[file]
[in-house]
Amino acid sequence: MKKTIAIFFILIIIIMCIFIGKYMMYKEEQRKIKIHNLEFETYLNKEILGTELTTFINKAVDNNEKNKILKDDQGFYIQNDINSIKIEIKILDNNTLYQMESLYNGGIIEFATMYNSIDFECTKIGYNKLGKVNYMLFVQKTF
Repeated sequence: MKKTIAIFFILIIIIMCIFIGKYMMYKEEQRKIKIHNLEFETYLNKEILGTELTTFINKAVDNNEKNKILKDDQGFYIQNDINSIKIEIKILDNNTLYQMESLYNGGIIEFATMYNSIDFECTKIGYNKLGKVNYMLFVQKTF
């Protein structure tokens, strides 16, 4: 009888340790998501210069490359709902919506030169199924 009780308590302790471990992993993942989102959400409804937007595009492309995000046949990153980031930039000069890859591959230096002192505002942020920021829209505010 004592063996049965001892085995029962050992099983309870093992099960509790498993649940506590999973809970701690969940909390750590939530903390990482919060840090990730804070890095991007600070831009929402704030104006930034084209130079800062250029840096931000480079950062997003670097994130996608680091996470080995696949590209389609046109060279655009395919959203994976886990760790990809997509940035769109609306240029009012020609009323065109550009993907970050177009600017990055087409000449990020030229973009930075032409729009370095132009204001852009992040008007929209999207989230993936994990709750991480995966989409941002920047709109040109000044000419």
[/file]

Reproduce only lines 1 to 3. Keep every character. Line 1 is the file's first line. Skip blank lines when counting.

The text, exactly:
[in-house]
Amino acid sequence: MKKTIAIFFILIIIIMCIFIGKYMMYKEEQRKIKIHNLEFETYLNKEILGTELTTFINKAVDNNEKNKILKDDQGFYIQNDINSIKIEIKILDNNTLYQMESLYNGGIIEFATMYNSIDFECTKIGYNKLGKVNYMLFVQKTF
Repeated sequence: MKKTIAIFFILIIIIMCIFIGKYMMYKEEQRKIKIHNLEFETYLNKEILGTELTTFINKAVDNNEKNKILKDDQGFYIQNDINSIKIEIKILDNNTLYQMESLYNGGIIEFATMYNSIDFECTKIGYNKLGKVNYMLFVQKTF